To the Ritzy in Brixton during rain-soaked yesterday, to see the Bob Marley documentary. It’s a lovely piece of work, a little long, but soaked in genuine love for its subject. In fact, its adoration is a little heavy at times, but there’s a useful counterpoint to it in the film itself, in the shape of the remarkable women in Marley’s life.
As we know, there were a lot of women in Marley’s life, from the girl down the street in Trench Town to the daughter of the dictator of Gabon (both of them are interviewed). But time and again there are women in the film who either tear up a little at his memory (like the extraordinary German nurse, now in her 80s, who looks like a little girl again when she recalls his time in the clinic in Bavaria) or who look at the adoring filmmakers (most of whom, I’m guessing, were middle-class Brits with an extensive collection of vinyl) with a raised eyebrow and a knowing smile, not saying what they are thinking: “He’s a God to you, but to us he was a man, and like all men he was on occasion a pratt.”
Rita Marley has a half-smile throughout the film, as if in possession of secret knowledge that makes the whole film a huge joke.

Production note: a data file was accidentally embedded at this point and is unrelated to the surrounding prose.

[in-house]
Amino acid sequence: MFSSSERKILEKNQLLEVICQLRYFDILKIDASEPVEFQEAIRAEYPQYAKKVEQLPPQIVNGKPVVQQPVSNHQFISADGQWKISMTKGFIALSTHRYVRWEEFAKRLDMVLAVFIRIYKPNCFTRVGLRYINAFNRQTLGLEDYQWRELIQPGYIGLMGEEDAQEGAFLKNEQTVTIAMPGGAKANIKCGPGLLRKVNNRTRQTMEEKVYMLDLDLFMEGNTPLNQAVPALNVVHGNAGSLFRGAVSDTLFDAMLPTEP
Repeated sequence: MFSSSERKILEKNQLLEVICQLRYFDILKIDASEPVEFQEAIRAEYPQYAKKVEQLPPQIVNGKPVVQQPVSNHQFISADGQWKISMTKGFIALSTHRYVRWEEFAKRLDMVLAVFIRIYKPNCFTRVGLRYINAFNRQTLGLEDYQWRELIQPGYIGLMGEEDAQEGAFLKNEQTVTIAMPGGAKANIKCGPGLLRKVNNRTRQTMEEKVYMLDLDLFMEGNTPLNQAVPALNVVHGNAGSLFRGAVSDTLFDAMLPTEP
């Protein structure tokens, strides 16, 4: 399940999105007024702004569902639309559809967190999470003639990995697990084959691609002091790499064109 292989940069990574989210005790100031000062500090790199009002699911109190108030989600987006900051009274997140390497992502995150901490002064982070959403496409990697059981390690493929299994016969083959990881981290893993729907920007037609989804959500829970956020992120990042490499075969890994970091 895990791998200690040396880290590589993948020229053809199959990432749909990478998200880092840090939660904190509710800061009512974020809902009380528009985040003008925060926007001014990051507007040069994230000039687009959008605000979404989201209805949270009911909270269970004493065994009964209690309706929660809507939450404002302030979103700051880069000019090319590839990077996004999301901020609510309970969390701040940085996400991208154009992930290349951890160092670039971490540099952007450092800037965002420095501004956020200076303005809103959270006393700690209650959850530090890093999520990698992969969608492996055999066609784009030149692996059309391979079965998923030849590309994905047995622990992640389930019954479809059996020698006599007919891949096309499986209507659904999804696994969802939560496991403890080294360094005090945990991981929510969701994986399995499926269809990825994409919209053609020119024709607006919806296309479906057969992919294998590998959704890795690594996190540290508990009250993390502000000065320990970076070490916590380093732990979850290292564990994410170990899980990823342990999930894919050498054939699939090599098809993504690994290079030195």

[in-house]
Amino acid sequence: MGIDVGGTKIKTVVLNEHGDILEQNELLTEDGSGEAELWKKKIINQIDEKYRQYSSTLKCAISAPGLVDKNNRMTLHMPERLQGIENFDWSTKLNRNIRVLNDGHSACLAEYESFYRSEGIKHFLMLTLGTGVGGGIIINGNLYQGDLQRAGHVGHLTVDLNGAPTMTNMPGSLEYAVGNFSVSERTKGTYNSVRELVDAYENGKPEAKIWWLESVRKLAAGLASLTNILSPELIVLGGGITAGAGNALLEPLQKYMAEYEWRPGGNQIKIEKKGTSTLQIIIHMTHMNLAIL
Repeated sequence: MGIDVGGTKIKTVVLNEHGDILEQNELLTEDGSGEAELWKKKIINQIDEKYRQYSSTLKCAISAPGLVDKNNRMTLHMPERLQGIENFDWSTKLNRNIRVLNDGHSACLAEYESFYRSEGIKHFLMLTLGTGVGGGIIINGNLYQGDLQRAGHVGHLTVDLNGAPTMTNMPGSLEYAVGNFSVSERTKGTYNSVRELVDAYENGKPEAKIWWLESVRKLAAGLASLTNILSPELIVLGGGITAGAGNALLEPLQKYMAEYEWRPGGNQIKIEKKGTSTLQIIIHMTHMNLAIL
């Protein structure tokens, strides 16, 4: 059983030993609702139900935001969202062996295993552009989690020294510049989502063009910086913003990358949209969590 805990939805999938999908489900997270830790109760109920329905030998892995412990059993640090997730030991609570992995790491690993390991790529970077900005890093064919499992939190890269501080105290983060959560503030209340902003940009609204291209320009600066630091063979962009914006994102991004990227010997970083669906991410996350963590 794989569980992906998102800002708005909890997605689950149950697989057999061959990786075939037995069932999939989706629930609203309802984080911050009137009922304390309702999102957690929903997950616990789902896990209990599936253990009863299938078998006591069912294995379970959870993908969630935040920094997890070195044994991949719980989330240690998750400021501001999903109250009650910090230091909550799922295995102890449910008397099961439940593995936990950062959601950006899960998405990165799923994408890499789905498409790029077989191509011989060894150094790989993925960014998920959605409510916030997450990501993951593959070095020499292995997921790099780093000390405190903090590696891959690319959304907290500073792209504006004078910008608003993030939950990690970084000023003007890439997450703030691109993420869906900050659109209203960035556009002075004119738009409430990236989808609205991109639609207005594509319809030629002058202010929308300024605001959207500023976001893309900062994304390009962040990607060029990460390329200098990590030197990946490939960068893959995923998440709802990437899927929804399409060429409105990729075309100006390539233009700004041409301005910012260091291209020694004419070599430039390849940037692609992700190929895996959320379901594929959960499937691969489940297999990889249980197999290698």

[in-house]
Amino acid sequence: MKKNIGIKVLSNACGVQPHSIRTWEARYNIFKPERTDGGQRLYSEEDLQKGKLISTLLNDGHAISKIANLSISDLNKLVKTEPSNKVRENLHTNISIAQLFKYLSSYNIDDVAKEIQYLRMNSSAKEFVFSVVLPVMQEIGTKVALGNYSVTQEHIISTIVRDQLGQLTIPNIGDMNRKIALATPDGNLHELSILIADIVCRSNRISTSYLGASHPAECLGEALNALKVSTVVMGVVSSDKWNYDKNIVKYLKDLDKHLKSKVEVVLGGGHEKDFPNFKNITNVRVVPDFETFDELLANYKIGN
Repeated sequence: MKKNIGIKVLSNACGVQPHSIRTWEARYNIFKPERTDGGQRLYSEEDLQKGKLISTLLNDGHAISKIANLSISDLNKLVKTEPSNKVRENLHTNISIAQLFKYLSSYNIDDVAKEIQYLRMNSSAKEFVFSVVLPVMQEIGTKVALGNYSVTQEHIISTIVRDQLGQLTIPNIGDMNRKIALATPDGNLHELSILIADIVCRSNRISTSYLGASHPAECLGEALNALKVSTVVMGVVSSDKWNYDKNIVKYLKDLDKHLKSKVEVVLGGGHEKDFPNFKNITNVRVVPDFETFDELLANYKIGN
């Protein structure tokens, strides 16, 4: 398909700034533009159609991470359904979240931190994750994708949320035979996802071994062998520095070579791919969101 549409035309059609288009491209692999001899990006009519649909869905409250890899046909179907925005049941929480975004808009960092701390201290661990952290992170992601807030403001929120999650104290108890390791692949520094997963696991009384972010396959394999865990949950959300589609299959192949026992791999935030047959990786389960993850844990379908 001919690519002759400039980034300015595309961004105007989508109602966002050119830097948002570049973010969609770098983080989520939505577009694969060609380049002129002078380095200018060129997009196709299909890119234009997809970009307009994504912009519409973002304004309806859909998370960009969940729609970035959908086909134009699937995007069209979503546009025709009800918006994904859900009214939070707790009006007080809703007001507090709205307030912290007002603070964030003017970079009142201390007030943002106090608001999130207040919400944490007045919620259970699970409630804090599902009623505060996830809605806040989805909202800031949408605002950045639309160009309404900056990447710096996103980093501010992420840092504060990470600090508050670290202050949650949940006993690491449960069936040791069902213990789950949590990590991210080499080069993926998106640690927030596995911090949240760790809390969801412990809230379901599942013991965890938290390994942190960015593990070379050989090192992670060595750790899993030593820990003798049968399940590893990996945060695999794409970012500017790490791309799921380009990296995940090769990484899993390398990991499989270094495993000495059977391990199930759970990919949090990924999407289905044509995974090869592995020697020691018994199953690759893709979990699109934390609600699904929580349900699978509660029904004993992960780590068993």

Cindy Breakspeare, the former Miss World who became Marley’s girlfriend, described evenings on 1970s English trains frantically scrubbing off make-up in time to meet Marley in the accepted Rasta fashion, hair covered and no make-up.
Diane Jobson, Marley’s lawyer, is the most sardonic of all of them, still with her hair covered and still without make-up, saying of the assassination attempt on Marley and the subsequent concert and adoration: “What more do Jamaicans love than a man who just survived a gunfight?”
And finally, the achingly beautiful daughter, Cedella Marley, who makes a poignant contrast to her brothers Ziggy and Jacob. They tell male stories of Bob the footballer, Bob the runner, Bob the competitor; she aches of abandonment and resentment, unwilling to understand a father who adopted a world but left family after family behind.
The film has some cheesy but still powerful stuff over the closing credits, showing people from dozens of nations singing Marley songs. As we filed out, I took a look at the audience. Black and white, old and young, male and female. Cedella notwithstanding, you can’t say the guy didn’t make a difference.